Tymoshenko case: Europe pressure on Ukraine intensifies
Several European leaders have cancelled visits to Ukraine amid growing concern over alleged mistreatment of the jailed opposition leader Yulia Tymoshenko.
Both EU Commission President Jose Manuel Barroso and Justice Commissioner Viviane Reding will boycott the Euro 2012 tournament in Ukraine.
German Chancellor Angela Merkel may do so too. A spokesman said any such visit would depend on Ms Tymoshenko's fate.
Five European presidents are avoiding a summit next month in Yalta, Ukraine.
A Ukrainian foreign ministry spokesman said the presidents of Austria, the Czech Republic, Germany, Italy and Slovenia would not attend the Yalta summit of Central and East European leaders on 11-12 May.
"We're announcing it beforehand, so that nobody makes any sensation out of it. There is no reason for seeing a [diplomatic] protest behind it," spokesman Oleg Voloshin said.
The closer Euro 2012 gets, the more politicised it becomes. Uefa president Michel Platini has complained of "crooks and bandits" hiking hotel rates in Ukraine; there are problems with transport and also with security, after last Friday's bombings in Dnipropetrovsk.
But the highest profile issue is the imprisonment of former PM Yulia Tymoshenko, seen by many Western politicians as politically motivated.
Little did Uefa know when it awarded Ukraine the tournament, along with Poland, in 2007 it would have such difficulty expanding eastwards.
Top-level sports organisers try to maintain a distance from politics but here that has proved impossible. Kiev argues that by imprisoning former officials it is fighting corruption and sees the gestures from Germany, the Czech Republic and the EU as reminiscent of the Cold War.
But for many politicians in the West, Euro 2012 and the Yalta summit are opportunities to try to exert influence over the government.
Earlier, German Environment Minister Norbert Roettgen said the Berlin government should stay away from Ukraine during Euro 2012, which Ukraine is co-hosting with Poland in June-July.
Ms Tymoshenko is reported to be on hunger strike and says she is very ill.
On Friday images appeared showing bruises on her body, which she says prison guards inflicted. She is being held in Kharkiv, eastern Ukraine.
An official in the Ukraine Prosecutor's Office, Vadim Goran, denied her allegation, saying the bruises came from "pushing against blunt, hard objects, or banging into them" and "in no way resulted from a punch to the stomach as she says".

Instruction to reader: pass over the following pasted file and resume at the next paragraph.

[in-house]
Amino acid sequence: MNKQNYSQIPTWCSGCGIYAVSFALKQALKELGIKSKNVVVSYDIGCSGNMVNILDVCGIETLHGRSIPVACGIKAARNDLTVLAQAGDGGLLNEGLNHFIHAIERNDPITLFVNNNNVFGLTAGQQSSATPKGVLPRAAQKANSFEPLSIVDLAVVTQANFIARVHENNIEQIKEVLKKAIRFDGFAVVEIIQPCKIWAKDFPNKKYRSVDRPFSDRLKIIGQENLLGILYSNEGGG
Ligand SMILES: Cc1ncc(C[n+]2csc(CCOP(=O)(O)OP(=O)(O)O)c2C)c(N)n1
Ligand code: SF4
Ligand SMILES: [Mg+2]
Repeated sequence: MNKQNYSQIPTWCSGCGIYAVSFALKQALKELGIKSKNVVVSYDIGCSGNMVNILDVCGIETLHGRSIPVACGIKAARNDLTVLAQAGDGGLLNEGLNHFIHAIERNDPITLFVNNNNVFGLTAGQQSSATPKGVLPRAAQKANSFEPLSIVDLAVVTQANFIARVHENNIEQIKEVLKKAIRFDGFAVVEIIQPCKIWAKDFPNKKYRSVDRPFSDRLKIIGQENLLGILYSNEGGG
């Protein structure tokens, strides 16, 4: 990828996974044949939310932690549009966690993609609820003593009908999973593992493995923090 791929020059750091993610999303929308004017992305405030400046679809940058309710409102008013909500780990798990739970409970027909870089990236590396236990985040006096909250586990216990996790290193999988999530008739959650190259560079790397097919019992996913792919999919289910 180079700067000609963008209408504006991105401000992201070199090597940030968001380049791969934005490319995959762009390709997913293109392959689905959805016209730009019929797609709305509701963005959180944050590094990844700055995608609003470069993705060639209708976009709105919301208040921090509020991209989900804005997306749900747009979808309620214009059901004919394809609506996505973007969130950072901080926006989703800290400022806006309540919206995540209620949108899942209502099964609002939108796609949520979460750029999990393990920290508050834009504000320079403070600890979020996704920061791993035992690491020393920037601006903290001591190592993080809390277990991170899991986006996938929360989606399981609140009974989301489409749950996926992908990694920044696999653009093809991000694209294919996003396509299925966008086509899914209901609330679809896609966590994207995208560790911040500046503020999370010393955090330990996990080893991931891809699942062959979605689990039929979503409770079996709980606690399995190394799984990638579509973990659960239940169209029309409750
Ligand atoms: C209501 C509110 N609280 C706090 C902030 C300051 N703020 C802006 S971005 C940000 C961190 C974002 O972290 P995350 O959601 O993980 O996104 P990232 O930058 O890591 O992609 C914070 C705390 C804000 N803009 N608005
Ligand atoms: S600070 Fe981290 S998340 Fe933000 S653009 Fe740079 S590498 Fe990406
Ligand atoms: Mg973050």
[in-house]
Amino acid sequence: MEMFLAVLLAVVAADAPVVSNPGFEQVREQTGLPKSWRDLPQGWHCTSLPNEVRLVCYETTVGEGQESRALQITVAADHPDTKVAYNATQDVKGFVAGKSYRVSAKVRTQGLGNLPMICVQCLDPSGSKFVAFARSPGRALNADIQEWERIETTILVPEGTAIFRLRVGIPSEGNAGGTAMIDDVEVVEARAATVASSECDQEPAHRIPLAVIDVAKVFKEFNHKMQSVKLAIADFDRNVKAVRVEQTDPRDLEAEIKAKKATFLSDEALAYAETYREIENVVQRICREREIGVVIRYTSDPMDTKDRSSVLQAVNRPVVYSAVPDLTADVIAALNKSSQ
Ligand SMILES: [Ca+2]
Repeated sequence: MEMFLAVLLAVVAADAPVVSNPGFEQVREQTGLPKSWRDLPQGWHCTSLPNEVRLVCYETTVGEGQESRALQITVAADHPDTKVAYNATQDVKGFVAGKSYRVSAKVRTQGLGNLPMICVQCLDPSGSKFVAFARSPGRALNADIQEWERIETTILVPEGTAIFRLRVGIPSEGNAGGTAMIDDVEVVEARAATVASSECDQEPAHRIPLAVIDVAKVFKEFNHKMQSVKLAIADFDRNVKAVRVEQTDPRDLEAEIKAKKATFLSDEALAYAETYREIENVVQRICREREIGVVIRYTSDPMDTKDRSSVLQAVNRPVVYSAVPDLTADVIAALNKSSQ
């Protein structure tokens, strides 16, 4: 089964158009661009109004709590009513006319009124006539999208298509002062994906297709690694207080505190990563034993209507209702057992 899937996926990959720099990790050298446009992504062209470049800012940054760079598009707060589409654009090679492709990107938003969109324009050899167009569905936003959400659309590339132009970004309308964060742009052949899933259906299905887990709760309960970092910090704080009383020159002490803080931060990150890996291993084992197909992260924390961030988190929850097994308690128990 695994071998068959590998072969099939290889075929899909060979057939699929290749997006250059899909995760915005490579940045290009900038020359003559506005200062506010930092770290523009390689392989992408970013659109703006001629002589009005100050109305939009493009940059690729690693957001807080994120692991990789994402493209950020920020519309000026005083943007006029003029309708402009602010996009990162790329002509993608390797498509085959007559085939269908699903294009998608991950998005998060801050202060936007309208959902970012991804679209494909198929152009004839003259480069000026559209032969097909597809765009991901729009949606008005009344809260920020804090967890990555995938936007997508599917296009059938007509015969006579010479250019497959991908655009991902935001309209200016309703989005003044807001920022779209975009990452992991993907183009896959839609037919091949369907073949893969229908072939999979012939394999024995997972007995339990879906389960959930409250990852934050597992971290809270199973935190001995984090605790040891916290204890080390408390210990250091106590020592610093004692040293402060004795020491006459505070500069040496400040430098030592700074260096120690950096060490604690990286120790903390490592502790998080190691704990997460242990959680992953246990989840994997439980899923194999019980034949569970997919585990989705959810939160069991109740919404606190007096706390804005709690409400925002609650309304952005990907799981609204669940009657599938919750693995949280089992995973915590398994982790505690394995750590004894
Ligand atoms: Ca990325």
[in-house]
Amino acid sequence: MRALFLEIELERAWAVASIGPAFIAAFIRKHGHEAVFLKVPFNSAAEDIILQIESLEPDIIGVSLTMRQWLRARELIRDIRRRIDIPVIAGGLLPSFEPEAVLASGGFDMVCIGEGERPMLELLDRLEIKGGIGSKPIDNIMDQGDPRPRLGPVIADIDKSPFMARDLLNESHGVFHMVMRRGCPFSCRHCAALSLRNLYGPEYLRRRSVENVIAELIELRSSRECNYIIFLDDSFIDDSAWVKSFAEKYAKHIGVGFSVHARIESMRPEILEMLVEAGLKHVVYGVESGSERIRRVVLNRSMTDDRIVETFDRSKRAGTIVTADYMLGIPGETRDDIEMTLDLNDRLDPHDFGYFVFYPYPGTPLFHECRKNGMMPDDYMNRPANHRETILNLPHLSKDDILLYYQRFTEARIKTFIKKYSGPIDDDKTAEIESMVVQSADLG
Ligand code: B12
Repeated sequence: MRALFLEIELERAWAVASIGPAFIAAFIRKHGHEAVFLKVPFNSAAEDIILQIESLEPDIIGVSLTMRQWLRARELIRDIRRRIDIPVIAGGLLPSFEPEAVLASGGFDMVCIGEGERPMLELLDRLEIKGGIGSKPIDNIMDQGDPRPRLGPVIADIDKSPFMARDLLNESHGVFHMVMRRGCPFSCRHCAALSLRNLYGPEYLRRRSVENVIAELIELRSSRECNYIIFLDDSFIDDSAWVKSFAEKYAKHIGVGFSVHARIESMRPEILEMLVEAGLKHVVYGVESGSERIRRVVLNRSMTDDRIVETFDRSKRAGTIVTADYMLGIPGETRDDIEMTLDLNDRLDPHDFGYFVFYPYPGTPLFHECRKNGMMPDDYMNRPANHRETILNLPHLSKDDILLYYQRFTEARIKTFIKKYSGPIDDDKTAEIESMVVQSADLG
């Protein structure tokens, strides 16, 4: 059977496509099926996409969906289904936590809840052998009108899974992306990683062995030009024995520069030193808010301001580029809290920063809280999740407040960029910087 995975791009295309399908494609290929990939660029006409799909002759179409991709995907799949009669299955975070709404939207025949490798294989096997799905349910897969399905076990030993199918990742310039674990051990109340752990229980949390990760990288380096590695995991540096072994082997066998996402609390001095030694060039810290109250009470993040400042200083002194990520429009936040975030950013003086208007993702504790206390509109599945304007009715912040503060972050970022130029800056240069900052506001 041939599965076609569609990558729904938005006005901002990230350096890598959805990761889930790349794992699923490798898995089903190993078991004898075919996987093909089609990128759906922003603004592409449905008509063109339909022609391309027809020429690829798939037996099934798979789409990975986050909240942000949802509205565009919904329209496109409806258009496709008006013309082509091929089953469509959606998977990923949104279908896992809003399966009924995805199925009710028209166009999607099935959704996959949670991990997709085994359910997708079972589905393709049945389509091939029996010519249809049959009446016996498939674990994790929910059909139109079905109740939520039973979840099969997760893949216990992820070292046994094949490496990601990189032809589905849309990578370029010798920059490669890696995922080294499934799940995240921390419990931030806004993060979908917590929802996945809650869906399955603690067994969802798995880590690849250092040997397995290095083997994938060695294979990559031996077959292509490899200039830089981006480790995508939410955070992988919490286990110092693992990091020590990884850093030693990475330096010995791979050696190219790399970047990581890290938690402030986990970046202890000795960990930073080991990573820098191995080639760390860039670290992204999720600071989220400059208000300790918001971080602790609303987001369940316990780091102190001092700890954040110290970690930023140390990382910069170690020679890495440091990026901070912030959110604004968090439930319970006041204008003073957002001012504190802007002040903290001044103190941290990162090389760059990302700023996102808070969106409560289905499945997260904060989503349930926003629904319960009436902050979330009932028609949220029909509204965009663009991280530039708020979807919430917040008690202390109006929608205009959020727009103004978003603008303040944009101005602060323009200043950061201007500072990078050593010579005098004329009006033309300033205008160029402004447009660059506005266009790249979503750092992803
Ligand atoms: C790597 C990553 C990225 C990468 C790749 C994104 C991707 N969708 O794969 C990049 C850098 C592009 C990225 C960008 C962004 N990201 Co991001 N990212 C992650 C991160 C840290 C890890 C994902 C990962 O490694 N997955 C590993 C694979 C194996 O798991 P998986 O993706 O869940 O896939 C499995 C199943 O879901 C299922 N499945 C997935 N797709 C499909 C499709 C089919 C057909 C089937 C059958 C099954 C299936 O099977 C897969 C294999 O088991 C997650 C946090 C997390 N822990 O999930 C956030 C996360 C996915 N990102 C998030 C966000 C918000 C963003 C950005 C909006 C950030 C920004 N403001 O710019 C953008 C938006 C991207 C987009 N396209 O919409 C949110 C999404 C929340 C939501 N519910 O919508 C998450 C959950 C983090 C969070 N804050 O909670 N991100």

After seeing the photos Sweden's Foreign Ministry summoned the Ukrainian ambassador and demanded an explanation.
Ms Tymoshenko, a former prime minister and key rival of Ukraine's President Viktor Yanukovych, is serving a seven-year jail sentence for abuse of office and faces another trial on tax evasion charges.
The new trial has been delayed until late May because she is refusing to attend on health grounds. She accuses Mr Yanukovych of exacting political revenge on her.
The authorities have denied her request to be treated abroad. She is said to have been suffering months of back pain and is reported to have been diagnosed with a herniated spinal disc.
Mr Roettgen, quoted by Germany's Bild newspaper, said the Ukrainian "dictatorship" must not be allowed to exploit Euro 2012 for its own benefit.
Yulia Tymoshenko timeline
- Dubbed "Gas princess" in 1990s: Head of United Energy Systems of Ukraine (UESU)
- Becomes MP in 1996
- Deputy PM in charge of energy in 2000 (under PM Viktor Yushchenko)
- With Yushchenko, led 2004 Orange Revolution, overturning rival Viktor Yanukovych's rigged presidential win
- Made prime minister in 2005 but sacked after eight months after relationship with Yushchenko sours
- Returns as PM in 2007-10 and agrees controversial 10-year gas deal with Russia in 2009
- Loses presidential election to Yanukovych in Feb 2010
- Charged with misusing state funds in Dec 2010
- Jailed for seven years in Oct 2011
"That's why I think visits by ministers and prime ministers to Euro 2012 are out of the question in current circumstances," he said.
The German team will play the Netherlands in Kharkiv on 13 June. The tournament runs from 8 June to 1 July.'Cold War' boycott?
Germany's Social Democrat opposition leader Sigmar Gabriel also called for a boycott.
EU Justice Commissioner, Viviane Reding, said she would boycott Ukraine's opening ceremony for Euro 2012 because "you cannot close your eyes on human rights, even during a great sporting celebration".
Ukraine's foreign ministry says it hopes the reports about Germany considering a boycott of Euro 2012 are just "a press canard".
"We would not like to think that the political leaders of Germany are capable of reviving the methods of the Cold War and making sport a hostage of politics," spokesman Oleg Voloshin said.
In another blow to Ukraine's image abroad the eastern city of Dnipropetrovsk - not one of the Euro 2012 venues - suffered four bomb blasts on Friday, which injured 27 people.
The authorities believe the attack - described as "terrorism" - was linked to a similar bomb blast in the city last November, in which the device was also placed in a rubbish bin.
Police have released photofit images of three suspects wanted in connection with Friday's attack.
Fourteen victims remain in hospital in the city, two in a serious condition, Interfax-Ukraine news agency reports.